Kenner Mayor Ben Zahn says he is determined to make sure the city's workforce stays out of politics, insisting he can work around a recent federal court order that bars him from enforcing a city prohibition to that effect.
Last week, U.S. District Judge Nannette Jolivette Brown issued a preliminary injunction preventing the city from enforcing a City Charter amendment passed in 2012 by 70 percent of the city's voters.
That amendment prohibited some city workers who fall outside the civil service system from engaging in political activity on behalf of any candidate in a city election, even outside of their work hours.
Brown, in a 50-page ruling, said the amendment was overly broad and violated the workers' First Amendment rights. Her preliminary injunction will remain in effect only while the case plays out, but it gave a strong indication of how she might ultimately rule.
The suit was brought by 11 employees of the city, none of whom are covered by civil service.
Even though all 11 work for Zahn, and some presumably would campaign for him if given the chance, the mayor was named as a defendant in the case. After Brown issued her ruling, Zahn rejected an offer from the employees to settle the case, insisting he would defend the law.
A group of Kenner city employees have filed suit against the city, Mayor Ben Zahn and Police…
In the meantime, Zahn said he is working on changing city policy to stipulate that workers cannot engage in any political activity during working hours or using city resources. The change will apply only to unclassified employees, or those who fall outside the civil service system.
Civil service employees already are prohibited from engaging in political activity, as part of their protection against undue political influence or retaliation.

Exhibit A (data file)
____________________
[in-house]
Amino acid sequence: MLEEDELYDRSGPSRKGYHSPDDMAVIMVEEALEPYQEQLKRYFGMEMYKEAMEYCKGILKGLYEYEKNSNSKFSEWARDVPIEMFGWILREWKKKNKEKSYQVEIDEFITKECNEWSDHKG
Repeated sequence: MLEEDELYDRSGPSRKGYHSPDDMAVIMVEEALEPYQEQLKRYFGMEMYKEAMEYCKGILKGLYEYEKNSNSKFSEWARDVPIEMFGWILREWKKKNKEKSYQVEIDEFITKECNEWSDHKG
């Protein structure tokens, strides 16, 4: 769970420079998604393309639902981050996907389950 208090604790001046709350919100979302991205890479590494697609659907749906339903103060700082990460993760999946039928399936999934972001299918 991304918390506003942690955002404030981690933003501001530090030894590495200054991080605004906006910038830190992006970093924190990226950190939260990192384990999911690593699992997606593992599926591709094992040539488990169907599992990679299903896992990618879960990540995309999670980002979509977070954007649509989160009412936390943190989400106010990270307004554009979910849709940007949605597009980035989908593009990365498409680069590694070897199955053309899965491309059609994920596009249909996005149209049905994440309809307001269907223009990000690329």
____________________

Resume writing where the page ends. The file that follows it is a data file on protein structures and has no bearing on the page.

The proposed new rules are based on the federal Hatch Act, which prevents most federal employees from engaging in some political activities but also offers them protections against reprisals.
Judge Brown "basically said we should do something similar to the Hatch Act," Zahn said.
Although the new rules would not require action by the City Council, Zahn sent a letter to council members Wednesday asking them to approve a resolution supporting his proposed changes.
City officials are expected to seek a new charter amendment meeting Brown's objections, but Zahn said an "apolitical workforce" amendment shouldn't be the only charter change on the ballot. He suggested creating a charter committee that would consider several possible changes.
In a ruling with somewhat paradoxical implications for Kenner politics, a federal judge has …
Meanwhile, four people, including two council members, asked the judge to dismiss their attempt to intervene in the employees' suit. In their motion, council members Keith Reynaud and Maria DeFrancesch and two citizens who helped get the original "apolitical workforce" amendment passed said their intervention is not needed.
That was a reversal of their position of just a few weeks ago, when they sought to intervene in the case because they said Zahn, whom they accused of colluding with the suit's plaintiffs in order to benefit politically, was planning not to vigorously defend the amendment.
The four "are now satisfied that the interests of the citizens and voters of the city of Kenner are being adequately addressed and protected and, therefore, there is no need for petitioners to intervene to protect those interests at this time," the motion says.
Reynaud, who earlier had criticized Zahn's response to the suit in a letter to constituents, said Wednesday that it didn't make sense to continue to spend money to intervene in the suit.
"The bottom line is that there is no need to throw more money at it," he said. "The ball is in the mayor's court. Let's see what he is going to do."
Reynaud was one of the chief architects of the charter amendment that Brown tossed out, and he said that city leaders should waste no time in getting to work drafting a new one.
"I think we ought to craft a new charter amendment immediately, and do whatever we can to get it on the ballot immediately," he said. "We don't have to wait until next year."
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Getting the issue resolved quickly is also something that Zahn said is important, given that Brown appears likely to rule against the city in the case.
"Maybe we can come to common ground," he said, referring to the plaintiffs. "Why would I want to continue that bleeding of the taxpayers' money?"